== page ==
1458 1/Air Mechanic R.A Crook, No. 8 (Training) Squadron, Australian Flying Corps, UK, Xmas 1917
This is my Australian grandfather Robert Alan Crook (or just Alan as he was known), who for the most part grew up in the historic gold mining town of Castlemaine Victoria. This was where his father, Robert Henry Crook, had taken an early retirement from the Wesleyan Methodist Ministry due to illness. There on the northern outskirts of town the family established a poultry farm, which they called "Chester".
The following is mostly derived from Alan's memoir, which was dictated in 1965 shortly before he passed away and then transcribed by a third party sometime later. As a consequence it contains some gaps and typing errors and only goes as far as the immediate post WWI period, but fortunately my 80 year old father provided some clarification and detail. Also some additional detail was sourced from the book Rostrum in Australia 1930-1965, by Freeman Alan Milston.
Alan's paternal grandfather, Thomas Crook, had like many others originally immigrated to Australia back in 1856 because of the gold rush - leaving his home in Bristol, England as it turned out forever. Whilst mining for gold in the Dunolly area of Victoria, Thomas decided to invest his finds in a mixed hardware and grocery store and it was here, in 1860, he was joined by his wife Priscilla (nee Derrick), also originally from Bristol. Incidentally, Alan's memoir mentions Priscilla's uncle, Thomas Derrick, as the inventor of the derrick lifting device, which he developed in Bristol around 1800. However, he was not a "hangman" as Wikipedia and various printed dictionaries have long stated, rather in the census of the time his profession was "Blacksmith". His design also had nothing to do with “ lifting bodies” and “gallows” as the dictionaries state, instead it was for lifting and moving goods as derricks do to this day.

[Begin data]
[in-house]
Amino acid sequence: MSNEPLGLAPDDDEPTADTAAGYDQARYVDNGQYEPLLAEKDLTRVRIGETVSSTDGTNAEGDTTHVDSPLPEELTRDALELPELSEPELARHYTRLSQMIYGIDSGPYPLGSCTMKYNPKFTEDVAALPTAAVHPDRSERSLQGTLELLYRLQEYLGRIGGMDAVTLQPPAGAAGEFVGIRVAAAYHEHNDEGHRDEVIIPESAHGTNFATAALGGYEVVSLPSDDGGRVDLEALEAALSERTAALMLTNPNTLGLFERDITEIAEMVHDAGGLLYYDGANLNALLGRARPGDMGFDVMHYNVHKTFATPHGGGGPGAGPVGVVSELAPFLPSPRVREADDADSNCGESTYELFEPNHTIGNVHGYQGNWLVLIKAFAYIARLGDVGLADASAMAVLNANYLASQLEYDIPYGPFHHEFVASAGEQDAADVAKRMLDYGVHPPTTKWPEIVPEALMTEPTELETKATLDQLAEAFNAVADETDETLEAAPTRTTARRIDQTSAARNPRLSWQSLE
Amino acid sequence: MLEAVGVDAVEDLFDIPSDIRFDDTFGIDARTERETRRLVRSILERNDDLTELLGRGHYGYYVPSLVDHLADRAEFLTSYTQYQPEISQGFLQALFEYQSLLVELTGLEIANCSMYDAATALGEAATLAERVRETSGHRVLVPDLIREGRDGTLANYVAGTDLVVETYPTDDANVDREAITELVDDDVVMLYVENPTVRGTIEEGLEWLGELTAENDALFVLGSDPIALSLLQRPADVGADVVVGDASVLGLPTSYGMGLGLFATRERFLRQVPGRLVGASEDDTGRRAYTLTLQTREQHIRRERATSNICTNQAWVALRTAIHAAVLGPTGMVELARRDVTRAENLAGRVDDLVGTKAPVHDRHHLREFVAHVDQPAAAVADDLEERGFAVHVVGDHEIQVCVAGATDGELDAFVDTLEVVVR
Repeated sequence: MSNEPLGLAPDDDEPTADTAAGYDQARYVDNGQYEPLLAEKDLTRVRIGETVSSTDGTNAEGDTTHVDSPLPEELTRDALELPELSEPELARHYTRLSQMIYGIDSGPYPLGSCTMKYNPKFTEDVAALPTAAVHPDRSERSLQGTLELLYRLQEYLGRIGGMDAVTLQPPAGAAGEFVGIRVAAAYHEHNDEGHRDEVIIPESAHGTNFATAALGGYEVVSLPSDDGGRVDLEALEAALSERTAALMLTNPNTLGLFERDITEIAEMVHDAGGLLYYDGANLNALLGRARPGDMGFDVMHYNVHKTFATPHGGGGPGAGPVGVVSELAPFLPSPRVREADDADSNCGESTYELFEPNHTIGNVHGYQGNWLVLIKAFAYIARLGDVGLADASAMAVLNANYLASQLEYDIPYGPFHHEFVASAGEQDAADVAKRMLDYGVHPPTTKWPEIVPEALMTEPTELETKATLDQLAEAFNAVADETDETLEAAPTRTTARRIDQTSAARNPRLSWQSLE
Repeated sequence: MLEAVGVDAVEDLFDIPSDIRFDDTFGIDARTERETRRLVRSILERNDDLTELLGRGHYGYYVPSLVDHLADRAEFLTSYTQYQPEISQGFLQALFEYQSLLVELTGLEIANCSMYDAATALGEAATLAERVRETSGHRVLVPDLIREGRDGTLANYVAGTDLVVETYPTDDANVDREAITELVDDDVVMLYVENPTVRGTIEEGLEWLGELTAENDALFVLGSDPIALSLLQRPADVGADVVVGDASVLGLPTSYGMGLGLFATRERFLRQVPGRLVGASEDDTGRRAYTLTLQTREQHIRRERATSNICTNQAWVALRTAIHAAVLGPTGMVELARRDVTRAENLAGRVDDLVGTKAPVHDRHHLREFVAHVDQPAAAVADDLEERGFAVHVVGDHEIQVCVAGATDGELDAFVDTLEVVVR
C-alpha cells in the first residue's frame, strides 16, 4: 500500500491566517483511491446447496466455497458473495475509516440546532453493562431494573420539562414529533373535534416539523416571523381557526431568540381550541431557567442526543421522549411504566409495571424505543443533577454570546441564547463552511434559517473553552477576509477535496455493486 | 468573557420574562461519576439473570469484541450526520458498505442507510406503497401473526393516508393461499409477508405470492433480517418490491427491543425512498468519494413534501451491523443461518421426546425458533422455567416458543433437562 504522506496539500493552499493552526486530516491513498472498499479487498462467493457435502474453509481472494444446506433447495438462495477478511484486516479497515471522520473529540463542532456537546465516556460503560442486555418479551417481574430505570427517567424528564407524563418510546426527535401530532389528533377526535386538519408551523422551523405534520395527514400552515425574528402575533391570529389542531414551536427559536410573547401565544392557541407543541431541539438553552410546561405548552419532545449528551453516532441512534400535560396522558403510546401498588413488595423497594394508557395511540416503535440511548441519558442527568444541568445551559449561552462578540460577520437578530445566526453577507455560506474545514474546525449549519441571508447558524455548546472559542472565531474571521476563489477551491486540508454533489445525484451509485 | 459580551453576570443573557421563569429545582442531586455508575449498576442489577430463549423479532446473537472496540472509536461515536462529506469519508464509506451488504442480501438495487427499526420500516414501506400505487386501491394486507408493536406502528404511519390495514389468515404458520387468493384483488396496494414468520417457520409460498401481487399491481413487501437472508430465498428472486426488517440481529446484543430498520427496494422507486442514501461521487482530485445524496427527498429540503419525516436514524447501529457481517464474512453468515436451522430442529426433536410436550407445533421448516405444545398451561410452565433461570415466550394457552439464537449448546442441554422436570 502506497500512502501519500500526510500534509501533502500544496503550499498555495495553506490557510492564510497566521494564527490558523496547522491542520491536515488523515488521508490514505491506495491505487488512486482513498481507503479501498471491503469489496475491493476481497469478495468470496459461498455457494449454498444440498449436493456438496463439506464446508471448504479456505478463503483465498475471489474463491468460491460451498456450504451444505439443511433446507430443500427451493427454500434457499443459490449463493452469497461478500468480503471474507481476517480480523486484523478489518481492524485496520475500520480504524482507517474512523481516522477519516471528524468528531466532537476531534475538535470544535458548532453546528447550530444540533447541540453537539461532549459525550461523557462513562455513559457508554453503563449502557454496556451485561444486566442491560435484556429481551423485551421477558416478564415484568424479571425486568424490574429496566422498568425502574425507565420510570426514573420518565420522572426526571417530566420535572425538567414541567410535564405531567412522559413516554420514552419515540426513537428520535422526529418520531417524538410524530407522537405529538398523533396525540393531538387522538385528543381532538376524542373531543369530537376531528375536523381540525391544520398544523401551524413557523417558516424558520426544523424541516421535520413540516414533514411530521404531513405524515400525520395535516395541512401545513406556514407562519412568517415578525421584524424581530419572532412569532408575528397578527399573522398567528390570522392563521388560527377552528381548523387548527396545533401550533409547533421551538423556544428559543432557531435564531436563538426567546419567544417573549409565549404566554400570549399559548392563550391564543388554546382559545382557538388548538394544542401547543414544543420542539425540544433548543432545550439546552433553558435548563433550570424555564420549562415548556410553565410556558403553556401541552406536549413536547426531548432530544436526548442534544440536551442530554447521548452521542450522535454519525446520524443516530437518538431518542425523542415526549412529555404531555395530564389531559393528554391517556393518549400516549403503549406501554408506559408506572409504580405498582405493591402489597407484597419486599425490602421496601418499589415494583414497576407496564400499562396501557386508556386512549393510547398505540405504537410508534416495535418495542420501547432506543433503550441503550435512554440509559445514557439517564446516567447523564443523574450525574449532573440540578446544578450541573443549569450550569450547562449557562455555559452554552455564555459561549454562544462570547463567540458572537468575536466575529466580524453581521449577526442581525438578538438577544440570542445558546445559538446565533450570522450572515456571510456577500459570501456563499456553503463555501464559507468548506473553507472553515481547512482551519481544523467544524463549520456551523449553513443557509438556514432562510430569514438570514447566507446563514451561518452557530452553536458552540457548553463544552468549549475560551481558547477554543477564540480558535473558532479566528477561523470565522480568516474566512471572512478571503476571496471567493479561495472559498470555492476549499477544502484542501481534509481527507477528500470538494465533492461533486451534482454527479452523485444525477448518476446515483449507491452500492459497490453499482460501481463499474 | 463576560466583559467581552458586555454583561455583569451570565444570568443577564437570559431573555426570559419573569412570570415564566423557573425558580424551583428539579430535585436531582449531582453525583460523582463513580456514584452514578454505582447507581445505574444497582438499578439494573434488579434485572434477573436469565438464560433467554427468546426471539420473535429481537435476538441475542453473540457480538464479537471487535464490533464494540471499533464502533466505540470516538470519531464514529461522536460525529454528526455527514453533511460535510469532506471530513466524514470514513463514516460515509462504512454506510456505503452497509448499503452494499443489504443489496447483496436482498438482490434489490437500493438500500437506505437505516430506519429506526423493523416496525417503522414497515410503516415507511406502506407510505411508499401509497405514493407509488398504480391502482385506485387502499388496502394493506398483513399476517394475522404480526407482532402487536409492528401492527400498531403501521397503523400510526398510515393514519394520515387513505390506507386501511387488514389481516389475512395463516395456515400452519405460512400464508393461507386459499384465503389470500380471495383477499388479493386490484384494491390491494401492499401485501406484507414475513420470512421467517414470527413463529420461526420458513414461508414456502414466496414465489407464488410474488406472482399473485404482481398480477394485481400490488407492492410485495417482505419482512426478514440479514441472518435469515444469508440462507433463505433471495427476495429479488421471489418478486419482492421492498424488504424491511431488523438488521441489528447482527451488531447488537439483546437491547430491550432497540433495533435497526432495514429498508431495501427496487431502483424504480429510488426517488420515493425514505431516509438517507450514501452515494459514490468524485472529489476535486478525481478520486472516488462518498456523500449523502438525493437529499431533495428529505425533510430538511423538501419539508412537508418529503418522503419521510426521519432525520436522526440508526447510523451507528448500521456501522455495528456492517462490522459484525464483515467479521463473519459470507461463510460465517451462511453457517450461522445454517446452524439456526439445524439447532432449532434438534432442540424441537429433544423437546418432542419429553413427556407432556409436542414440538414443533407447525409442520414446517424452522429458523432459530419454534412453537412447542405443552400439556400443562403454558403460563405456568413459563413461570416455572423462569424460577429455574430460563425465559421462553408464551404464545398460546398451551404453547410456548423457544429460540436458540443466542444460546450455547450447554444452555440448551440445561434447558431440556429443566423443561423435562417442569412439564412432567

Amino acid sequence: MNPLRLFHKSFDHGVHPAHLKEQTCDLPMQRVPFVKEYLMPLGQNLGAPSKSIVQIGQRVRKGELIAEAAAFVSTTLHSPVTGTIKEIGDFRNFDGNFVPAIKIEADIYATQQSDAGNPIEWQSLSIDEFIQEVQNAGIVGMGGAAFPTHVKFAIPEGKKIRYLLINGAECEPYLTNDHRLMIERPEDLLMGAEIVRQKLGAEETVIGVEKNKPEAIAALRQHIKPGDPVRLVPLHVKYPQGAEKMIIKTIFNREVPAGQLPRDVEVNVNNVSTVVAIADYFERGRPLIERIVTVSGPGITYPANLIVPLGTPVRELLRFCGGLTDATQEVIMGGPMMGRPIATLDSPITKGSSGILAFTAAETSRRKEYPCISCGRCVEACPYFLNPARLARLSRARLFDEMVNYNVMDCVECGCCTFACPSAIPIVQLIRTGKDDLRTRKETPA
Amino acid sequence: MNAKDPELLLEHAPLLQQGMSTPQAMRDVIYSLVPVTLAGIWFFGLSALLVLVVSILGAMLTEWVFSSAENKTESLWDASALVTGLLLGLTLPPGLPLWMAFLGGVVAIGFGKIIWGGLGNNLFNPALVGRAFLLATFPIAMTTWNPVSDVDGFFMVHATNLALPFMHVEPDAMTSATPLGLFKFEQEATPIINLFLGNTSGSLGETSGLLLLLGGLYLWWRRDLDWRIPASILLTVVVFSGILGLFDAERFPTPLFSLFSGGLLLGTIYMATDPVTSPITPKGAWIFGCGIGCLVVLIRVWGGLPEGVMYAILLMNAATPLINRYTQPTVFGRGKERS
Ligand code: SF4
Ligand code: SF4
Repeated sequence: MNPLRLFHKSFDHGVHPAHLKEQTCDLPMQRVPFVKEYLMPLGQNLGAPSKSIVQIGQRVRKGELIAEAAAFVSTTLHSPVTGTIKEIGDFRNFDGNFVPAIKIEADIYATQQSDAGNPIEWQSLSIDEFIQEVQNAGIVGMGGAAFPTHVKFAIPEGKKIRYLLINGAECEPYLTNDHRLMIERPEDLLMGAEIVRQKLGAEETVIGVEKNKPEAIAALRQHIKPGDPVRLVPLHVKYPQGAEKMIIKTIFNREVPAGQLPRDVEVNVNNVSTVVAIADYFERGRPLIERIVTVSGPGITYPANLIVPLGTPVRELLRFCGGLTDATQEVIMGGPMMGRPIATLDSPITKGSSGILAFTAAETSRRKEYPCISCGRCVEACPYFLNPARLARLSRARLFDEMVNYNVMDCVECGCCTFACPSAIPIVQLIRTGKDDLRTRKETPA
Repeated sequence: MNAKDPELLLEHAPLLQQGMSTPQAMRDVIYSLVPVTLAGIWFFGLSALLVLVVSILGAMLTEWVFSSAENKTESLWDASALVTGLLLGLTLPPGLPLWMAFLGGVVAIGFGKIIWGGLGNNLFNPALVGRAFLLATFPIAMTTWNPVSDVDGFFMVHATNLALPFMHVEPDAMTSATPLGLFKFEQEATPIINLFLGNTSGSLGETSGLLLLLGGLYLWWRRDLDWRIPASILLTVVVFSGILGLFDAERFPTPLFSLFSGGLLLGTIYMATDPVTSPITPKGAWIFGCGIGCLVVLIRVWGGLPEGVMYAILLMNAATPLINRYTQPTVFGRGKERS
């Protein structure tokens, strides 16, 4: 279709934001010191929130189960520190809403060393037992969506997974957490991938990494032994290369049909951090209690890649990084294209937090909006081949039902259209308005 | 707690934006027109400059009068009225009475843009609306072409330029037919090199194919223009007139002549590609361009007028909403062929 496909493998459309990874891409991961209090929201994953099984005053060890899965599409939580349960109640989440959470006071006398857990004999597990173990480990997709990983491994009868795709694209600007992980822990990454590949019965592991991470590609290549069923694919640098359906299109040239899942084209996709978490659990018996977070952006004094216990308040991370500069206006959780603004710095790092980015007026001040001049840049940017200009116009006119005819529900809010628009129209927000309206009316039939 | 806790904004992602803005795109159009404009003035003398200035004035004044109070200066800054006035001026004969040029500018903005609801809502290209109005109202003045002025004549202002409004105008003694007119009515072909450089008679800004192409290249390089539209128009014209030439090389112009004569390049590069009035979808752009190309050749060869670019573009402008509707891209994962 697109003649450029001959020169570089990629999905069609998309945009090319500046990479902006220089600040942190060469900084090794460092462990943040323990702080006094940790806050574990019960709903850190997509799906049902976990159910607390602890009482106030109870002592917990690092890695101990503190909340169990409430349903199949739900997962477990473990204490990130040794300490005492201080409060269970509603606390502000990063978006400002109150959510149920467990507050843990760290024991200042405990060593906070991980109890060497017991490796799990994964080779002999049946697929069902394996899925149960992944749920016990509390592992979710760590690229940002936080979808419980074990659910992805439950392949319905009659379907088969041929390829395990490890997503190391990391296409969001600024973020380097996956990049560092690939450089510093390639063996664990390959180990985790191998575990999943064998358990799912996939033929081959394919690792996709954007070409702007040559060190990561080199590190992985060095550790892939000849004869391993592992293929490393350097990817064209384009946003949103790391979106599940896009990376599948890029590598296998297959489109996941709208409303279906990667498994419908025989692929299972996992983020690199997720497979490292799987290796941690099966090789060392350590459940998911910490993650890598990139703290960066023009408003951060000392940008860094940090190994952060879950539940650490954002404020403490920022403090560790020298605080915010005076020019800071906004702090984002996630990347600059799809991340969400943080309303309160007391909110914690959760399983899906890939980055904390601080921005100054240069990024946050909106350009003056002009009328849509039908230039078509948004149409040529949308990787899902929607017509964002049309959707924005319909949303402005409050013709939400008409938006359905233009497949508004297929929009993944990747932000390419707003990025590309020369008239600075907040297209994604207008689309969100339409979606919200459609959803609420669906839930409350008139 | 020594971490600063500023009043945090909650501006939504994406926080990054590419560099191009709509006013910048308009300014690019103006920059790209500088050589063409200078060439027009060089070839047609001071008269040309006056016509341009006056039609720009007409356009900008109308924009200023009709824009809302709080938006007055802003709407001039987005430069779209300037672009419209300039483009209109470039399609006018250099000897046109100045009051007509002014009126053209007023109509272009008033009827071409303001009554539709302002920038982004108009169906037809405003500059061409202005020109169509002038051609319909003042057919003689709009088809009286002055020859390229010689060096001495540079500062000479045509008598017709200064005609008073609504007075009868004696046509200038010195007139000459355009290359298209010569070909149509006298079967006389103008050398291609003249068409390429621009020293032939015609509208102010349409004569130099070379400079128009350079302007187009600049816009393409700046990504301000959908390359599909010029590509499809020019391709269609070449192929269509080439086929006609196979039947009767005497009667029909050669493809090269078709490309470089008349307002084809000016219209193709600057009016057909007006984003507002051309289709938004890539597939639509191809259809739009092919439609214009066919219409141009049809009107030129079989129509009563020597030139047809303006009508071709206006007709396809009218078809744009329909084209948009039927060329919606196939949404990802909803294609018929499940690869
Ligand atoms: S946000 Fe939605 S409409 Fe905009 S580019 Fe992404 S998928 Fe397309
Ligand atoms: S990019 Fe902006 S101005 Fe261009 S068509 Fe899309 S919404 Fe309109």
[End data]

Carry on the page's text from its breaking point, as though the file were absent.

As for Thomas and Priscilla Crook, after running their shop for a time in Dunolly, they then decided to move the business SW to the village of Moonambell. Here, whilst Thomas was away for a spell gold prospecting in New Zealand, Priscilla had the misfortune of being held up by bushrangers, one of whom held a shotgun to her head while the others ransacked the shop. It was in Moonambell in 1861 that Robert Henry was born (Alan's father).
Robert Henry grew up to become a Wesleyan Methodist Reverend and was based in a number of towns in Victoria, including Euroa, Camperdown, Pyramid Hills, Queenscliff, Benalla, Sale, Shepparton, Kyneton and also Mt Bischoff in Tasmania. A lot of the time he would be on the road on horseback traveling to outlying settlements in all sorts of weather. It was in Camperdown where he met and married Alan’s mother, Laura Sleeman, a school teacher whose father, John Sleeman, owned a bakery and store to the north in Buninyong. While based at Pyramid Hill Robert Henry returned from one particularly arduous journey in bad weather, contracting Tuberculosis in the process - a condition he would struggle with for the rest of his life.